There are questions that we would have liked answered before he lawyered up, like, "Where exactly were you trained and by whom? You—you're braggin' about all these other terrorists just like you — uh, who are they? When and where will they try to strike next?" The events surrounding the Christmas Day plot reflect the kind of thinking that led to September 11th. That threat — the threat, then, as the U.S.S. Cole was attacked, our embassies were attacked, it was treated like an international crime spree, not like an act of war. We're seeing that mindset again settle into Washington. That scares me, for my children and for your children. Treating this like a mere law enforcement matter places our country at grave risk. Because that's not how radical Islamic extremists are looking at this. They know we're at war. And to win that war, we need a commander-in-chief, not a perfesser of law standing at the lectern!

  • Now, this was all part of that hope and change and transparency, and now a year later I gotta ask those supporters of all that: "How's that hopey-changey stuff workin' out for ya?"
  • Pat Gray: How would you handle a situation like the one that just developed in North Korea?

    Sarah Palin: Well, North Korea, this is stemming from a greater problem, when we're all sitting around asking, "Oh no, what are we going to do" and we're not having a lot of faith that the White House is going to come out with a strong enough policy to sanction what it is that North Korea's gonna do. So this speaks to a bigger picture that certainly scares me in terms of our national security policy. But obviously, we've got to stand with our North Korean allies. We're bound to by treaty. We're also bound to by—

    Steve Burguiere: South Korean.

    Palin: Yes, and we're also bound by prudence to stand with our South Korean allies, yes.

  • Assange is not a 'journalist,' any more than the 'editor' of al Qaeda's new English-language magazine Inspire is a 'journalist'...Why was he not pursued with the same urgency we pursue al-Qaeda and Taliban leaders?...Did we use all the cyber tools at our disposal to permanently dismantle WikiLeaks?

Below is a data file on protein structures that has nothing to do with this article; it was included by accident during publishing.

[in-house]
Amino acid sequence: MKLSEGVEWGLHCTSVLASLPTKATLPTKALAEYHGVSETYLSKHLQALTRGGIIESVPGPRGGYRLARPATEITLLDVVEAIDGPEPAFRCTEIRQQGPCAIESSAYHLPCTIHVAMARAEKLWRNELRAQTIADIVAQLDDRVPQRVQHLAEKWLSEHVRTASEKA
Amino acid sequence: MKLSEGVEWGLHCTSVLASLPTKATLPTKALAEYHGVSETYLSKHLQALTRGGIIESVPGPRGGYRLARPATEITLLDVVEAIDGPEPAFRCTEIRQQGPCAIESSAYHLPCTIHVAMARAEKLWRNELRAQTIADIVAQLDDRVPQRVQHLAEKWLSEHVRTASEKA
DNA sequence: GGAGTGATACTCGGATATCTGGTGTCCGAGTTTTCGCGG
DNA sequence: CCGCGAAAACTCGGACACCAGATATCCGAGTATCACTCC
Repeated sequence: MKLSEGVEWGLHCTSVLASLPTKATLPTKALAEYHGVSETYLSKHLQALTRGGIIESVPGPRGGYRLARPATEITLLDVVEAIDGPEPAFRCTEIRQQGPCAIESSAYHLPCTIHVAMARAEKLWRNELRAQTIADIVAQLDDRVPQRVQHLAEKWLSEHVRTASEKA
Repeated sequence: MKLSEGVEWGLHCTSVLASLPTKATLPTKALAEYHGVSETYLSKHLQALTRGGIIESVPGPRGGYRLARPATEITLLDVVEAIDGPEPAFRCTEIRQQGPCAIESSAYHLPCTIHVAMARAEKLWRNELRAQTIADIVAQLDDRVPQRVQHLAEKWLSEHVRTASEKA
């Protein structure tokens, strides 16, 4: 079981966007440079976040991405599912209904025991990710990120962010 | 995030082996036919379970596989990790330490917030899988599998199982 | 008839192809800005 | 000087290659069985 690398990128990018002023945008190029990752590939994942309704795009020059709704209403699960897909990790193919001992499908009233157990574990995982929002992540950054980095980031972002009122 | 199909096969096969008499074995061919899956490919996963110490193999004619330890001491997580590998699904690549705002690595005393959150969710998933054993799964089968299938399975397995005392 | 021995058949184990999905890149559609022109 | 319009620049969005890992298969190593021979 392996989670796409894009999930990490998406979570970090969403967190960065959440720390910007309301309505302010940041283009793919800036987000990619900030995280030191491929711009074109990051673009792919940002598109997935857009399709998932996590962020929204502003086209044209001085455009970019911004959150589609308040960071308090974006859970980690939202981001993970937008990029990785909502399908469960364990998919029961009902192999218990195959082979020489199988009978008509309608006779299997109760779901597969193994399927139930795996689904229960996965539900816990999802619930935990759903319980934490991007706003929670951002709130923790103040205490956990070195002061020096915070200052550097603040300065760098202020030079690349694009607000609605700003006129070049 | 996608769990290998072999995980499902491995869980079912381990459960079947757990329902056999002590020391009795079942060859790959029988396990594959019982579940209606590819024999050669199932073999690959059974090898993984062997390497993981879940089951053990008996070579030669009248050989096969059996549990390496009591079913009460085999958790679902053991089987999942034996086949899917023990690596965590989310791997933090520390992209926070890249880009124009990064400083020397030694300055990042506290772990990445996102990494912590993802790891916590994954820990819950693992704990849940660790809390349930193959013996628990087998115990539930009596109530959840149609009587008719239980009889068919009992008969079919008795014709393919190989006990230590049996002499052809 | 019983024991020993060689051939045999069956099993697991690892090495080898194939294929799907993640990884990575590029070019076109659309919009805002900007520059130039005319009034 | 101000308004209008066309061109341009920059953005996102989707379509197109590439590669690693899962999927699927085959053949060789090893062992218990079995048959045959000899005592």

• On Wikileaks after the release of confidential US diplomatic cables [12]
  • Greta Van Susteren: And Governor, last night, there was a lot of talk about the "Sputnik moment" that the President talked about, um... Do you agree with him? Do you f— And is this our moment?
  • Sarah Palin: That was another one of those WTF moments, when he so often repeated the "Sputnik moment" that he would aspire Americans to celebrate, and he needs to remember that, uh, what happened back then with the former Communist USSR and their victory in that, uh, er, race, to space. Yeah, they won but they also incurred so much debt at the time that it, it resulted in the inevitable collapse of the Soviet Union. So I listen to that "Sputnik moment", uh, talk over and over again and I think no, we don't need one of those.
  • Nobody has promised life was going to be fair. In politics, it really isn't fair. There's scrutiny, double standards and all that. Again, when it affects me personally, I'm dealing with it in a different way that others who want to bring more light to it and demand that Bill Maher apologize or that NOW defend me for something that was said. By the way, I need NOW's defense like a fish needs a bicycle. I don't want them to defend me.
    • On the Record w/Greta Van Susteren, Fox News, 23 March 2011  (Borrowing a feminist slogan from Irina Dunn that is commonly misattributed to Gloria Steinem: "A woman needs a man like a fish needs a bicycle."[13])
    • on NOW's criticism of a vulgar remark made by Bill Maher about Palin: "Did you hear this – Sarah Palin finally heard what happened in Japan and she's demanding that we invade 'Tsunami'. I mean she said, 'These Tsunamians will not get away with this.' Oh, speaking of dumb twats, did you –"
  • I haven't heard the president say that we are at war, and that's why I too am not knowing, do we use this, the term "intervention"? Do we use "war"? Do we use "squirmish"? What is it?
  • When Piper laid the wreath at George Washington's tomb this afternoon, I wished that every American school student could be here to see and feel the spirit of our nation's first father. Even Piper was able to grasp the significance of being in the presence of our first President — who had such diverse interests — when she told me later "how hard he must have worked to keep that farm going!"
    • "Greetings from the road in Maryland!", SarahPAC, 30 May 2011